About the author: Susan Leckband is the Executive Director of Help Elevate Learning Processing and has been with HELP for nearly 20 years.  




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 by Jen Dodrill from History at Home


For some people, homeschooling is synonymous with being unsocial or even antisocial. We as a collective of homeschoolers don’t know why. We know our kids are socialized. At least we try to make that happen, but what if your child has social or sensory needs and you feel like socialization isn’t happening?

In this post, I want to look at what socialization is and offer some tips for socialization for kids with social and sensory needs.

My personal experience – I’ve learned so much from my granddaughter about sensory needs. She is in therapy to learn how to adapt, and my daughter passes on what they’ve learned so that we all can work with her. Anything we can do to help my granddaughter is what we will do!

Let’s start with defining socialization.


What exactly is socialization?

In a paper on Home Schooling and the Question of Socialization, the author says – “What makes this question so puzzling is that different people mean different things by the word socialization. Some people mean social activity…. Others mean social influence…. And some mean social exposure…. but socialization can be more accurately defined as “the process whereby people acquire the rules of behavior and systems of beliefs and attitudes that equip a person to function effectively as a member of a particular society” (Durkin, 1995b, p. 614).”

I will not put down people that have their own ideas of what socialization is and how to achieve it, but I want to point out that the above definition is not restricted by place, time, or age. 

Socialization is truly less about activity or influence and more about equipping our children to function in their world.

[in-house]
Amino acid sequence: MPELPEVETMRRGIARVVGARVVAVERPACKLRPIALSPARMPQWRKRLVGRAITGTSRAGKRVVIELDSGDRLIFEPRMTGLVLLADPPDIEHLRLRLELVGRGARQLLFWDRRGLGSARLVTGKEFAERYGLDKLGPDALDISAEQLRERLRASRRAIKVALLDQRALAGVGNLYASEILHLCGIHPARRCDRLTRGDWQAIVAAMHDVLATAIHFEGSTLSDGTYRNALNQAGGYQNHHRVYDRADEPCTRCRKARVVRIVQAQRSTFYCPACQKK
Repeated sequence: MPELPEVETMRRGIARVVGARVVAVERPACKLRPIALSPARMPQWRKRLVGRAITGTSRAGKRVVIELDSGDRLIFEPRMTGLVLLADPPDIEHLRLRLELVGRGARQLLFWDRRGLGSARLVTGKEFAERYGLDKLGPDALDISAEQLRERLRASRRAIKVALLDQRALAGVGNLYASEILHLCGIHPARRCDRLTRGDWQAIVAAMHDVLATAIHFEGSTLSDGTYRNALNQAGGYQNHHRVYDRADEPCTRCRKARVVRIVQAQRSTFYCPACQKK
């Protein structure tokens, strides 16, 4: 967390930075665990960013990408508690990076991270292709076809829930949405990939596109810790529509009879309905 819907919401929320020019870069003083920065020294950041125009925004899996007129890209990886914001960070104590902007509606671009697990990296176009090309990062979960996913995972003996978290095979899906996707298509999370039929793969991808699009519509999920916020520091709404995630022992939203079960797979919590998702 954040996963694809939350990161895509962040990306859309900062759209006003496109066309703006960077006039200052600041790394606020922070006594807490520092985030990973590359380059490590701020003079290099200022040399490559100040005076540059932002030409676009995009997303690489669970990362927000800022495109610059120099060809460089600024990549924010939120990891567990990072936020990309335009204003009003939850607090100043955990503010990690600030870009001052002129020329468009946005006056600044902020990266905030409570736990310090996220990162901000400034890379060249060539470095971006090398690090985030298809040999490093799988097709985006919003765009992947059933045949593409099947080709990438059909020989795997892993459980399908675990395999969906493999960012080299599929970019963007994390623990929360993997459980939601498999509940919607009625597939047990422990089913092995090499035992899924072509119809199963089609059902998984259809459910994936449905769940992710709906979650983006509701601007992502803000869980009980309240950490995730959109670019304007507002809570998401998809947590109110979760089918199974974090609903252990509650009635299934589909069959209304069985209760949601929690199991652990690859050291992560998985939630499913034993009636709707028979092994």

Keep that in mind!


Direct and indirect socialization 

When our kids are small, they play alongside each other or in the same room. This is a form of indirect socialization. All children do this, but as they get older, they typically start interacting directly with their playmates.

For kids with social or sensory needs and disorders, indirect socialization is all they want, and it can be very helpful. However, if your child has social or sensory issues, you know that direct socialization can be difficult. For some it is doable with lots of cues and repetition, but for some kids it is almost crippling.

In the article 5 Tips for Homeschooling Your Child with ASD, the author says we still need to provide ways for our struggling kids to socialize – or interact – with others. Some ways they have listed include:

  • Homeschool co-op
  • Homeschool class at the zoo, museum library, etc.
  • Playing a sport, gymnastics, ballet
  • Music/choir lessons
  • VBS or other church activities

You know your child, and you either know how much to push or you’re learning! It may be a constant, on-going process. That’s okay, we are all learning.


Tips for socialization for kids with social and sensory needs 

Too many people can be overwhelming for many kids, and adults. Loud noises, too many lights, it adds up to overstimulation and it can happen fast! Once they’re over stimulated it’s hard to get them regulated and they might shut down or meltdown.

Some socialization tips for our kids:

  • Safe spot and person – Identify a safe spot or person for your child to go to if they’re becoming overwhelmed – my daughter always does this. Even early on, before we knew there was an issue, we did this.
  • Knowing someone there – It’s hard being the “new” kid, so knowing someone at the place or event can help lower anxiety.